After 30 years in the rabbinate, I tend to avoid focusing on the courage it took to pursue rabbinic education and launch a career in the congregational rabbinate. Besides, calling attention to myself in that way would be immodest.

But a #MeToo conversation with colleagues in Rabbis Without Borders, and a recent reconnection with old friends from the small group of past presidents of the Reconstructionist Rabbinical Association, has reminded me what it has taken to be a rabbi and a woman. This comes by way of a conversation with female colleagues about legacy — how is the memory and history of the first generation of women rabbis to be preserved and how will the lessons we learned be conveyed?

In 1987, shortly after I was ordained at RRC, I moved to South Bend, Indiana for my first full time congregational job. I met most of the small Jewish community in the short time I was there; many came to our innovative programs though they were loyal members of the Conservative or Reform congregations in town. It was a fun time.

One of those guests brought me a precious gift — a rare photo from 1939. The man who gave it to me had escaped from Germany just in time, in 1939. Before he left Berlin, he took a picture of a very special woman named Regina Jonas, who had been ordained as a rabbi by German Reform rabbis in Berlin. I had never heard of Rabbi Jonas in my rabbinic training — and most people didn’t know her story. We had talked about our hero, Rabbi Sally Priesand, as the first woman rabbi. But Sally was ordained in 1972, and Rabbi Jonas was ordained in the mid-1930’s. She tragically died in Auschwitz, after helping to care for fellow Jews during the darkest hour of the Holocaust.

Not long after that, Rabbi Jonas’ story became publicized with the find of her papers in Berlin. Included in that was one formal photo of her. I owned the other photo — and I had tried to share it with the American Jewish Archives. But I did not receive a response to my letter of inquiry to them. Maybe the letter was somehow lost? I will never know.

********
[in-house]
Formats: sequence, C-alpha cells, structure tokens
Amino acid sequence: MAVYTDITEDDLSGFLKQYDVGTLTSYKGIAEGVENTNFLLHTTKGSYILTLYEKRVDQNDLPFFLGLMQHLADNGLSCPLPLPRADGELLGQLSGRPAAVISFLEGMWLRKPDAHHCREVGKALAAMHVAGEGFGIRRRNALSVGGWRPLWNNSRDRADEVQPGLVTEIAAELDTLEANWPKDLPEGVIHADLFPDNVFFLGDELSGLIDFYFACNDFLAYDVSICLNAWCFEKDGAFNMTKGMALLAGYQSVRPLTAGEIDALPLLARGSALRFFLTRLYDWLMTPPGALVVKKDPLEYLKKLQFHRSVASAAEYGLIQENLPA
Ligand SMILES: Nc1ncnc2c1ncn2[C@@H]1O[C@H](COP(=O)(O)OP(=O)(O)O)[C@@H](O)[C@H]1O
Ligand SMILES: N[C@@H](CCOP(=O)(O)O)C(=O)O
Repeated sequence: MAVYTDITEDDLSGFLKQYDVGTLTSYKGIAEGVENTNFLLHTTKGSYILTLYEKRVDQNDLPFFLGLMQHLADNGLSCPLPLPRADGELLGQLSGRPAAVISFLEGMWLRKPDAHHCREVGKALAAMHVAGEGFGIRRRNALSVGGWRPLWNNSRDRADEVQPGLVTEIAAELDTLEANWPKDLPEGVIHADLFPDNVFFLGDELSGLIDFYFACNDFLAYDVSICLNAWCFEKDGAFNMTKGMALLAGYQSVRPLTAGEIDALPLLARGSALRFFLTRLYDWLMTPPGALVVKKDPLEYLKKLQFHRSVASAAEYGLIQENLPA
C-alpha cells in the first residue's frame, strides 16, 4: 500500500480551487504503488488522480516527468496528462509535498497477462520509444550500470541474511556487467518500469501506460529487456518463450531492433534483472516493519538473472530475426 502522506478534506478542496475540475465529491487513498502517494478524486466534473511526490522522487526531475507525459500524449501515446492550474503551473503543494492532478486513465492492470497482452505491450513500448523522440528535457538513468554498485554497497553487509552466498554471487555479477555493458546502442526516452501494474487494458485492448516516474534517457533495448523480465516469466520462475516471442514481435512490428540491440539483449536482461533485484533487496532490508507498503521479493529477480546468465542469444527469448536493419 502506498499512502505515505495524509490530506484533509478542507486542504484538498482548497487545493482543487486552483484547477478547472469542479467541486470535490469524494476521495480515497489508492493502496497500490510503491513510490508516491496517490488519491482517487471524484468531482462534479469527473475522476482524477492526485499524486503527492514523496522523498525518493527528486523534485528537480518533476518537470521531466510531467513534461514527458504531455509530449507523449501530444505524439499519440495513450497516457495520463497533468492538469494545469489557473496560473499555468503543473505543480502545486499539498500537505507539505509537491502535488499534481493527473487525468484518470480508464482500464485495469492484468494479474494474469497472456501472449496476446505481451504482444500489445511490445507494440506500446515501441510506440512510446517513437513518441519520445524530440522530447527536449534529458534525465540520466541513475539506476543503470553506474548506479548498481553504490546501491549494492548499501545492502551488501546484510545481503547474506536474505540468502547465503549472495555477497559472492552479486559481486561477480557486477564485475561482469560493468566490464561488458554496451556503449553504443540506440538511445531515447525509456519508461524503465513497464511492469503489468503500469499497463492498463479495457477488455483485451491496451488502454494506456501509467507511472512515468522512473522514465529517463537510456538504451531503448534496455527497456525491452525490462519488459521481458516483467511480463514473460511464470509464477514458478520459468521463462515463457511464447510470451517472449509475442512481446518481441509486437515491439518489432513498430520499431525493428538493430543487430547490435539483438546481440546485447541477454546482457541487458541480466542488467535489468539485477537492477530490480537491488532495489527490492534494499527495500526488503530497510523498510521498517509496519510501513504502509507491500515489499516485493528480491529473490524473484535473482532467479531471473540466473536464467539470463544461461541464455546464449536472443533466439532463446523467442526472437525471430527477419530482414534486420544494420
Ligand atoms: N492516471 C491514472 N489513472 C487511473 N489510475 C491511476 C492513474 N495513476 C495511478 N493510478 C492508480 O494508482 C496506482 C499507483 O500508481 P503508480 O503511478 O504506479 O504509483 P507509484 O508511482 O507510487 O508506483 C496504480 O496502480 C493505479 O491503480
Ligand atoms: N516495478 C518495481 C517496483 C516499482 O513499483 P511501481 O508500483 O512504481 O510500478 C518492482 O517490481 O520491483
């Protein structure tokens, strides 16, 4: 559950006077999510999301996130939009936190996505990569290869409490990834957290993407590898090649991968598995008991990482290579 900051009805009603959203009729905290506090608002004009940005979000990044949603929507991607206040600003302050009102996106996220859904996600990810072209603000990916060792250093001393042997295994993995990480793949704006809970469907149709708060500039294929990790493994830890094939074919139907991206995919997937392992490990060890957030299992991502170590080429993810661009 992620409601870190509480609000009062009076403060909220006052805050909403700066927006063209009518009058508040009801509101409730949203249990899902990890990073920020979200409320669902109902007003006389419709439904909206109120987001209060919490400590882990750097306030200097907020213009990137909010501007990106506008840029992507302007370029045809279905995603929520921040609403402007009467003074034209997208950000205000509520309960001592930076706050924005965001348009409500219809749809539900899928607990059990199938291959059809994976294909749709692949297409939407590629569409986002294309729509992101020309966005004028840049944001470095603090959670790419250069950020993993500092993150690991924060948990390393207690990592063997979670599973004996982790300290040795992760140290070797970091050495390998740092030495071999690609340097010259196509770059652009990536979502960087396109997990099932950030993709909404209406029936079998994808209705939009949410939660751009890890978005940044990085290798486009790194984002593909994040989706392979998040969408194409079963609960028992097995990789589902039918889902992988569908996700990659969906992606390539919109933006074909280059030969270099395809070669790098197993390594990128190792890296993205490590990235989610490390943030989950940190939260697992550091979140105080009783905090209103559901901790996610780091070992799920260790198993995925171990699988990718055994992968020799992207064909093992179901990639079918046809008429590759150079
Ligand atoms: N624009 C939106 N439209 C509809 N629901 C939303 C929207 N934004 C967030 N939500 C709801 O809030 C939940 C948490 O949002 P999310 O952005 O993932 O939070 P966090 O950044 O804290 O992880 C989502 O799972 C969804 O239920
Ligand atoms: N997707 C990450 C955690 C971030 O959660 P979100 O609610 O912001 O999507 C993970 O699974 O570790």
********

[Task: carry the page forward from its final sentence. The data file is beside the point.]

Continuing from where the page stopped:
When I received the photo, I had a negative and a copy made, and framed the copy for my office, where it has been over the years. As I read about burgeoning research about Rabbi Jonas by colleagues in recent years, I longed to reach out to share this treasure. But, mea culpa, life got in the way and I didn’t get to it. I imagined that by the time I would retire I’d make sure the photo would be saved by the appropriate museum or archive.

Today, talking with my old friend Rabbi Sandy Sasso in a long overdue conversation to catch-up, I learned that Sandy had taken a great interest in Rabbi Jonas and had been writing a book about her. So I told Sandy about the photo in my possession. She was amazed and excited, and this gave me the motivation to deal with the need to share this treasure with the world.

This time the American Jewish Archives enthusiastically responded right away, as did the director of the Jewish Women’s Archives. The photo will find its permanent home with them.

But I admit to having a moment’s pause — that photo has been in my hands for over 30 years. It was a precious gift, but even more — a part of my identity. I hesitated to arrange to give it away, even as I knew that I would eventually pass it along. I had a moment of a loss of nerve.

But today I remembered the courage it took for Sandy (RRC ’74) — the second American woman ordained as a rabbi — to establish herself. And I remembered the courage it took for me to do that thirteen years later, and the work that Sandy and I did together in those early years. I was inspired by the courage it took for Regina Jonas to pursue her rabbinic studies against the tide of rejection by the German Reform establishment, and ultimately the incredible courage she demonstrated caring for our people during the horrific time of the Holocaust.

Of course I can muster the small measure of courage it will take for me to release this precious photo so that it can be properly saved and shared. This will be a life-moment celebration of the accomplishments, power and inspiration of women who lead spiritual communities.

May Frau Rabbi Regina Jonas’s memory be an enduring blessing.

(I’ll post the photo soon, but first need to share with the archivists.)

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